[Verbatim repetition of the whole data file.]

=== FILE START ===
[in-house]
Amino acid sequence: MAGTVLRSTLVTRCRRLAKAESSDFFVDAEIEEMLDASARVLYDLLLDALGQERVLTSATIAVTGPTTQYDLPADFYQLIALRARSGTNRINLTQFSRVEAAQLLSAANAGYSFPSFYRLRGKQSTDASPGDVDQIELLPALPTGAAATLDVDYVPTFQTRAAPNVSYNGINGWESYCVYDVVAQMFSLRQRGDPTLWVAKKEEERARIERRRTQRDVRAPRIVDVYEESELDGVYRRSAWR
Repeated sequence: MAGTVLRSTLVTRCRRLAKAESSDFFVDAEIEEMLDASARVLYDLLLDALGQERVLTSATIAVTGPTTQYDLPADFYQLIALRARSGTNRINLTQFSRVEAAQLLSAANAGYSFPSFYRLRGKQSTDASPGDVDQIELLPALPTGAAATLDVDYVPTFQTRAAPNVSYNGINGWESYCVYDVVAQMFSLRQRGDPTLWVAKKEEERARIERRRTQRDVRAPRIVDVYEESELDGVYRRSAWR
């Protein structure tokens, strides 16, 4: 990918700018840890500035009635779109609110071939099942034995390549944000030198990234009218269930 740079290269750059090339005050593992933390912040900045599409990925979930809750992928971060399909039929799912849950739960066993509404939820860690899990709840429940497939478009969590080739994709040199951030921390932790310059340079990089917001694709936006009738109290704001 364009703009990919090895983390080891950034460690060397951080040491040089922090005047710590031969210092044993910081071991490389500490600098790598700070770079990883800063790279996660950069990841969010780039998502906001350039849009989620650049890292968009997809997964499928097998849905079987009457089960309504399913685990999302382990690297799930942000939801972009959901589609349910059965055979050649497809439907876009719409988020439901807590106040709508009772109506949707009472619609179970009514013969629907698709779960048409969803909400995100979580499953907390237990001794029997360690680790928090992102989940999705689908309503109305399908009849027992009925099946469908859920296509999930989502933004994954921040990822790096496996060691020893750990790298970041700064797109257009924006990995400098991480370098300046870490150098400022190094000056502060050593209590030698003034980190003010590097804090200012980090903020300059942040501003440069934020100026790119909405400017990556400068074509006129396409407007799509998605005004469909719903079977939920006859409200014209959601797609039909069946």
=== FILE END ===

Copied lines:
[in-house]
Amino acid sequence: MAGTVLRSTLVTRCRRLAKAESSDFFVDAEIEEMLDASARVLYDLLLDALGQERVLTSATIAVTGPTTQYDLPADFYQLIALRARSGTNRINLTQFSRVEAAQLLSAANAGYSFPSFYRLRGKQSTDASPGDVDQIELLPALPTGAAATLDVDYVPTFQTRAAPNVSYNGINGWESYCVYDVVAQMFSLRQRGDPTLWVAKKEEERARIERRRTQRDVRAPRIVDVYEESELDGVYRRSAWR
Repeated sequence: MAGTVLRSTLVTRCRRLAKAESSDFFVDAEIEEMLDASARVLYDLLLDALGQERVLTSATIAVTGPTTQYDLPADFYQLIALRARSGTNRINLTQFSRVEAAQLLSAANAGYSFPSFYRLRGKQSTDASPGDVDQIELLPALPTGAAATLDVDYVPTFQTRAAPNVSYNGINGWESYCVYDVVAQMFSLRQRGDPTLWVAKKEEERARIERRRTQRDVRAPRIVDVYEESELDGVYRRSAWR
């Protein structure tokens, strides 16, 4: 990918700018840890500035009635779109609110071939099942034995390549944000030198990234009218269930 740079290269750059090339005050593992933390912040900045599409990925979930809750992928971060399909039929799912849950739960066993509404939820860690899990709840429940497939478009969590080739994709040199951030921390932790310059340079990089917001694709936006009738109290704001 364009703009990919090895983390080891950034460690060397951080040491040089922090005047710590031969210092044993910081071991490389500490600098790598700070770079990883800063790279996660950069990841969010780039998502906001350039849009989620650049890292968009997809997964499928097998849905079987009457089960309504399913685990999302382990690297799930942000939801972009959901589609349910059965055979050649497809439907876009719409988020439901807590106040709508009772109506949707009472619609179970009514013969629907698709779960048409969803909400995100979580499953907390237990001794029997360690680790928090992102989940999705689908309503109305399908009849027992009925099946469908859920296509999930989502933004994954921040990822790096496996060691020893750990790298970041700064797109257009924006990995400098991480370098300046870490150098400022190094000056502060050593209590030698003034980190003010590097804090200012980090903020300059942040501003440069934020100026790119909405400017990556400068074509006129396409407007799509998605005004469909719903079977939920006859409200014209959601797609039909069946």